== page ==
For many mums right now they are accepting that its one birth partner only ... but does no really mean no?
You get the positive test and the birth preparation starts. You have done the research and have decided that a doula is the right thing for you. You've made your first appointment and after which, the thought of going through birth is a lot less daunting.
Now you are getting:
>A birth professional who understands you and your needs on a personal level.
>One to one support throughout your pregnancy - catered for you.
Your birth is fast approaching and you get the news that your doula can no longer support you at hospital. You're back at square one.
For many of my clients this has been the scenario. With the dreaded Covid-19 causing mayhem and each hospital doing its own thing, its very easy to assume that you can no longer have the birth that you planned, wanted and need. It's also important to note that this is not about having a doula. Having the right support for you in your birth is important, be that your mum, dad or sister. What's important is that you feel safe in your birth.
So you have been told no...is that it? absolutely not!
How do I get the birth I want?
It's simple know your rights!
Remind yourself that there is only one legal requirement in your pregnancy; to get babies name on birth certificate. Everything else is your choice, your body, your pregnancy.
For my clients that challenge this with the maternity department suddenly there is a change of pace. I always signpost to Birth Rights (see link at the bottom). 99% of the time their stance has always been clear- each hospital should have a case by case approach with regards to pregnancy, including yours. This means that if you feel the need to have a doula and you can demonstrate that need then this should be considered and taken seriously.
Make it clear that each case should be reviewed and taken seriously. Make sure that you explain the impact this is causing to you and your mental health and that you feel it is going against your human rights. Explain that you are getting advice from Birth rights (if this is the case) and you understand your legal stance.
Don't just accept no.
This is one of the biggest events in your life, please don't just accept it if someone says no. Ask why, ask to speak to the head of midwifery, get your doula or your partner to ask the questions too.
We all understand the seriousness behind Covid-19. We don't need it explaining anymore. However, weigh up the risks and try and find the balance. Hospital staff should be doing the same.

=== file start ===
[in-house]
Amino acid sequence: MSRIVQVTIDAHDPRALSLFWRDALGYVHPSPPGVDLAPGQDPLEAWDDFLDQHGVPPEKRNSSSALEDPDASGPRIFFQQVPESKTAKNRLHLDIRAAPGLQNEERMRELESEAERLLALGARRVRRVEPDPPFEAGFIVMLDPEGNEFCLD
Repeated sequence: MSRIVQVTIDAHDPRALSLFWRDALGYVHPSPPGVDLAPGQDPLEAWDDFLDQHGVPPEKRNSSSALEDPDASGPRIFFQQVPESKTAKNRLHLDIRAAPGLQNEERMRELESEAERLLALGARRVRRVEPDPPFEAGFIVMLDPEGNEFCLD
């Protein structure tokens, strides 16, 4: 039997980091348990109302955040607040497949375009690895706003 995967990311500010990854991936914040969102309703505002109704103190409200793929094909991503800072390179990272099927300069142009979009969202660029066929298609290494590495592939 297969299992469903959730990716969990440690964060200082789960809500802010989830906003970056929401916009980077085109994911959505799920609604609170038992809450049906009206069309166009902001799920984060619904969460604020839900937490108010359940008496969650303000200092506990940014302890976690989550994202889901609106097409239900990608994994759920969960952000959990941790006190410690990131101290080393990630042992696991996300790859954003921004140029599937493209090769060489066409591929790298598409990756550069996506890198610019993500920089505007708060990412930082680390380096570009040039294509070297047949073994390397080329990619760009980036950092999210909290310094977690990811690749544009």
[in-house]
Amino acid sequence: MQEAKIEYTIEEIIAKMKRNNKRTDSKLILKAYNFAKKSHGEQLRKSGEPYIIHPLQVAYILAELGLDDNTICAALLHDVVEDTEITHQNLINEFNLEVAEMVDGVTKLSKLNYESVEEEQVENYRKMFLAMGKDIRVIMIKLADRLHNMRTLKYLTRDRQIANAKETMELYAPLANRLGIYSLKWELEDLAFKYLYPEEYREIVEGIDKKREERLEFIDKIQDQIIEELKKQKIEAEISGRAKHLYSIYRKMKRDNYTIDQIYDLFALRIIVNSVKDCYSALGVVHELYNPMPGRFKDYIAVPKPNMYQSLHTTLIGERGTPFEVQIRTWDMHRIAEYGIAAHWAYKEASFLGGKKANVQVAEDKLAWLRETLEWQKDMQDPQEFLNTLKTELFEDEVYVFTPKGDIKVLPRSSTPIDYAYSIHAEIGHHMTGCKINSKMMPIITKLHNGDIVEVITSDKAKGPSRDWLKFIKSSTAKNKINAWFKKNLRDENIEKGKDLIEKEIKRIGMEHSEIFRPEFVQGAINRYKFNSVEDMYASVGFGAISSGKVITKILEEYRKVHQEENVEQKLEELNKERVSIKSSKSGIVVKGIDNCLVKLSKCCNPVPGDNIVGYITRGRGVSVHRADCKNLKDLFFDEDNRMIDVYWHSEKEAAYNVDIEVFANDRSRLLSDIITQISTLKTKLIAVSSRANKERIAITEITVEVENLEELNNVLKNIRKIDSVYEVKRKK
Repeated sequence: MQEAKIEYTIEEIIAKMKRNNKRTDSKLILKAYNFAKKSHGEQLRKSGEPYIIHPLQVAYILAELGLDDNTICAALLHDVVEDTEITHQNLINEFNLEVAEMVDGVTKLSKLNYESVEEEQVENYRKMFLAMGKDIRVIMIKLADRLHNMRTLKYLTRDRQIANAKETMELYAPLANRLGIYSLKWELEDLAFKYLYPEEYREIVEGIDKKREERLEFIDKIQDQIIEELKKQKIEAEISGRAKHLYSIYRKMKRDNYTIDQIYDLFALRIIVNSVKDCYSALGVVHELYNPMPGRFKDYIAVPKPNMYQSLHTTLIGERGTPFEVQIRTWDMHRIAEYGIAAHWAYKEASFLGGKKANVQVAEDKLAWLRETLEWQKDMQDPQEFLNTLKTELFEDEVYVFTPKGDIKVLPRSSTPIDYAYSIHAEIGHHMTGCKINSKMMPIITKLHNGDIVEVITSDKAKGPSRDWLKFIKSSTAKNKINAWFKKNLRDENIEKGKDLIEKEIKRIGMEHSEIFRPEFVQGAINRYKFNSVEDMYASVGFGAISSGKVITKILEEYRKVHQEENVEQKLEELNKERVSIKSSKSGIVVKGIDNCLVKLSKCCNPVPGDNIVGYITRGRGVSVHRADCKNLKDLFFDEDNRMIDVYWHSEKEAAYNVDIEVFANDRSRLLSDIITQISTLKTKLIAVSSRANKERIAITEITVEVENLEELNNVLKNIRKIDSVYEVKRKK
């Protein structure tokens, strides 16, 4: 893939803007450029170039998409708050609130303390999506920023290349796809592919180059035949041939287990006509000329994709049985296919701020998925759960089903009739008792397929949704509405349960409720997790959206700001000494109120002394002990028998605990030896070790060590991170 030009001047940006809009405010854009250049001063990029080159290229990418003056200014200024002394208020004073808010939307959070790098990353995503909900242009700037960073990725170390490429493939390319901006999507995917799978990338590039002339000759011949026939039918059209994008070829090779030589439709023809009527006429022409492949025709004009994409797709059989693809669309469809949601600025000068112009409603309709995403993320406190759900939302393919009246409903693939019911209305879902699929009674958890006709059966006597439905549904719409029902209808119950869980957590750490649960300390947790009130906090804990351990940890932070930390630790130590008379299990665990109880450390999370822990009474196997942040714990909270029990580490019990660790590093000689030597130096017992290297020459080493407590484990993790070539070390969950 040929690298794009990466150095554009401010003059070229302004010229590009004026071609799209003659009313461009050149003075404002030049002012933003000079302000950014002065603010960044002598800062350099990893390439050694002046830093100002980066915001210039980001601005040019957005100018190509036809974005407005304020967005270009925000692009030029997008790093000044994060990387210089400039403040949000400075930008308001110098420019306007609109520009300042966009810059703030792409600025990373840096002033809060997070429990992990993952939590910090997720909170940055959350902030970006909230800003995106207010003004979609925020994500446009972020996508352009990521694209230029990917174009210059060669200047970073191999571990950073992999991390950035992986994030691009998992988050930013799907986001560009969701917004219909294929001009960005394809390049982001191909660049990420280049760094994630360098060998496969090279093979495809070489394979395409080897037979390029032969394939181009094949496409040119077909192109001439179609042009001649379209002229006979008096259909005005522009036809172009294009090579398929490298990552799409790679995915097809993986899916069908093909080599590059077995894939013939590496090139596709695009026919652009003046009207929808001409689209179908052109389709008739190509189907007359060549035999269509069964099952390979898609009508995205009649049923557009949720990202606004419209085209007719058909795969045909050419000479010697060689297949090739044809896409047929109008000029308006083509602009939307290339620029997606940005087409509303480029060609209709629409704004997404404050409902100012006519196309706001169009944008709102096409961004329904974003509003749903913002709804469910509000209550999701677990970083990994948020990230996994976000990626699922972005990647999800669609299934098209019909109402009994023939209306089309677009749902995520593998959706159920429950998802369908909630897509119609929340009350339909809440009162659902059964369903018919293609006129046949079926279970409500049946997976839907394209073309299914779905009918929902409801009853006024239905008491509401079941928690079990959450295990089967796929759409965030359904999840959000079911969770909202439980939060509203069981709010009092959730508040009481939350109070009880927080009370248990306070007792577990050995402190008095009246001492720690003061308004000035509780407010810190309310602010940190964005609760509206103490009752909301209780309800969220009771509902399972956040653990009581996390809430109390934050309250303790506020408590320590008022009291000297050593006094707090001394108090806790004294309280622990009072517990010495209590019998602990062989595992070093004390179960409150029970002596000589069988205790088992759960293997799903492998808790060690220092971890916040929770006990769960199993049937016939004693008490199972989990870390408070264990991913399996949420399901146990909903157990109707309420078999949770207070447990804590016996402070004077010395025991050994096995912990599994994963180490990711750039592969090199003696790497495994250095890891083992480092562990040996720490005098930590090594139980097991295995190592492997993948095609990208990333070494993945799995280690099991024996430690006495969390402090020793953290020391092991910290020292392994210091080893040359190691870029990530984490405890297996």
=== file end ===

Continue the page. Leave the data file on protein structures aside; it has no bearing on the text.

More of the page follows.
They should be looking at your case and saying;
What's the likely hood of this birthing party catching or spreading this virus?
Can we reduce this?
When was our last recorded case of Covid-19 on the ward?
More importantly they should be saying;
What are the risks to this mum if she does not feel safe in her pregnancy?
Trust me there can be some big risks; and for a lot of my mums the chances of suffering postnatally is much higher than catching Covid-19.
If you are struggling mentally - use perinatal.
I know I keep going on about the amazing perinatal teams out there but bear with me. If you are suffering with any form of mental heath complication, please use the perinatal as soon as possible within your pregnancy. Many mums think they spring into action after baby is born, but they can be called at any point during the pregnancy and can support you after the baby is born (for up to a year in England). They are brilliant at hearing your thoughts and worries and can provide a voice for you. For the clients that have used their perinatal team, the process of getting me into support a birth has been much smoother.
Does it work?
For my clients and I, it provides us with a window to try.
Put it this way, I have a birth in hospital coming up very soon which is being done alongside a partner. Start to finish. Its not my first since lockdown and wont be my last. This is the birth that was planned and this is the birth that was wanted.
It's my job to ensure that.
The long term benefits to the NHS
We are already starting to see an increase of mental health complications after birth. Not only are woman having to make some serious and scary choices regarding their pregnancy but they are then having to go home and face being isolated from family members.
It makes little to no sense to me putting added pressure on the NHS who are having to pick up on the rise of Postnatal Depression (Post Partum Depression), Post Traumatic Stress Disorder and anxiety, all of which can be reduced by having a doula. The rise of cases will potential continue to increase and with a looming round two of Covid-19, resources will surly be strained further. Putting in something now and reinstating the two partner rule, could help to stabilize that risk.
This is not a dig
It's important to remember this is not an attack or a dig at our maternity service. They like so many others are working hard to adapt to difficult circumstances. However, its also easy the forget the doulas who have been out of work, struggling and trying to find a solution. Covid-19 is here to stay, its not suddenly going to disappear.
So at what point do you say; Enough is enough. I want my doula here!
Its up to you.
birthrights - Protecting human rights in childbirth